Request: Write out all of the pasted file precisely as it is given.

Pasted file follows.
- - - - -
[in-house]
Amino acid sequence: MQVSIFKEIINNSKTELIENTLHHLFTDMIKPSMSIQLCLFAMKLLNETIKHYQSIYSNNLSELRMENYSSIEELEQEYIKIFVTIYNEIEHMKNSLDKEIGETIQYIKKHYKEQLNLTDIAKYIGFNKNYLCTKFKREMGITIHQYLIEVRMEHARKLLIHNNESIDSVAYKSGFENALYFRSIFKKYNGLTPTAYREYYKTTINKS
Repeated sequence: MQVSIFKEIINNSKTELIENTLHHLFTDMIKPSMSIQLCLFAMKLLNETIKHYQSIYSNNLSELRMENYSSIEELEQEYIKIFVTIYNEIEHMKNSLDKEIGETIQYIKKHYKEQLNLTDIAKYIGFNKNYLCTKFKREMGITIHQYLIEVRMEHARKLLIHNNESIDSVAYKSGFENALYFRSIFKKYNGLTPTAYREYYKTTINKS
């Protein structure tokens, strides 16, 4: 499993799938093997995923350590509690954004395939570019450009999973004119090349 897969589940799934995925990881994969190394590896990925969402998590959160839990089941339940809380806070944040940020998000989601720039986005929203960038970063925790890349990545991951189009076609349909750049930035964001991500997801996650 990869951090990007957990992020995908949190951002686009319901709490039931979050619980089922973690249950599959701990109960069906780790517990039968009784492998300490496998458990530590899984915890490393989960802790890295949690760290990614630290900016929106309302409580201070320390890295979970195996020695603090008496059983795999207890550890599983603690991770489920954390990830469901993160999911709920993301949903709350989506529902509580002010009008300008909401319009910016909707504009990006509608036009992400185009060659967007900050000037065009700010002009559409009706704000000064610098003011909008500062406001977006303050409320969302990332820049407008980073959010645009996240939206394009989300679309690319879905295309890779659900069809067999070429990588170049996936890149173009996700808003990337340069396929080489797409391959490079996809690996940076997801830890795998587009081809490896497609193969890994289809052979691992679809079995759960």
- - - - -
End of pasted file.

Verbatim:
[in-house]
Amino acid sequence: MQVSIFKEIINNSKTELIENTLHHLFTDMIKPSMSIQLCLFAMKLLNETIKHYQSIYSNNLSELRMENYSSIEELEQEYIKIFVTIYNEIEHMKNSLDKEIGETIQYIKKHYKEQLNLTDIAKYIGFNKNYLCTKFKREMGITIHQYLIEVRMEHARKLLIHNNESIDSVAYKSGFENALYFRSIFKKYNGLTPTAYREYYKTTINKS
Repeated sequence: MQVSIFKEIINNSKTELIENTLHHLFTDMIKPSMSIQLCLFAMKLLNETIKHYQSIYSNNLSELRMENYSSIEELEQEYIKIFVTIYNEIEHMKNSLDKEIGETIQYIKKHYKEQLNLTDIAKYIGFNKNYLCTKFKREMGITIHQYLIEVRMEHARKLLIHNNESIDSVAYKSGFENALYFRSIFKKYNGLTPTAYREYYKTTINKS
């Protein structure tokens, strides 16, 4: 499993799938093997995923350590509690954004395939570019450009999973004119090349 897969589940799934995925990881994969190394590896990925969402998590959160839990089941339940809380806070944040940020998000989601720039986005929203960038970063925790890349990545991951189009076609349909750049930035964001991500997801996650 990869951090990007957990992020995908949190951002686009319901709490039931979050619980089922973690249950599959701990109960069906780790517990039968009784492998300490496998458990530590899984915890490393989960802790890295949690760290990614630290900016929106309302409580201070320390890295979970195996020695603090008496059983795999207890550890599983603690991770489920954390990830469901993160999911709920993301949903709350989506529902509580002010009008300008909401319009910016909707504009990006509608036009992400185009060659967007900050000037065009700010002009559409009706704000000064610098003011909008500062406001977006303050409320969302990332820049407008980073959010645009996240939206394009989300679309690319879905295309890779659900069809067999070429990588170049996936890149173009996700808003990337340069396929080489797409391959490079996809690996940076997801830890795998587009081809490896497609193969890994289809052979691992679809079995759960």